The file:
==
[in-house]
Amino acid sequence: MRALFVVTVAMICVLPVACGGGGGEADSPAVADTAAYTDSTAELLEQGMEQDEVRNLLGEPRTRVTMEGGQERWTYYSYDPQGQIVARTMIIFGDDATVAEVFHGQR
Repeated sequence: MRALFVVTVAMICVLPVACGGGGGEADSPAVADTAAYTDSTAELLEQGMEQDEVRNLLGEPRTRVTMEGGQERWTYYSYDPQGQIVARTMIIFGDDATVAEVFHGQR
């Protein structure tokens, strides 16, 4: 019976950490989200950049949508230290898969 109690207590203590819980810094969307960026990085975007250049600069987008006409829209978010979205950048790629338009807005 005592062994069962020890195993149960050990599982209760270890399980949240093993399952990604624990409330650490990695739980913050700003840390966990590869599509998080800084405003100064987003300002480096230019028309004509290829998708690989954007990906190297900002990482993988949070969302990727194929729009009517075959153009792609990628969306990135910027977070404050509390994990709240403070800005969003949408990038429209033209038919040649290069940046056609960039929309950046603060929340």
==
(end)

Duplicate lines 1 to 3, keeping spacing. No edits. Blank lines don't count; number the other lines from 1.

[in-house]
Amino acid sequence: MRALFVVTVAMICVLPVACGGGGGEADSPAVADTAAYTDSTAELLEQGMEQDEVRNLLGEPRTRVTMEGGQERWTYYSYDPQGQIVARTMIIFGDDATVAEVFHGQR
Repeated sequence: MRALFVVTVAMICVLPVACGGGGGEADSPAVADTAAYTDSTAELLEQGMEQDEVRNLLGEPRTRVTMEGGQERWTYYSYDPQGQIVARTMIIFGDDATVAEVFHGQR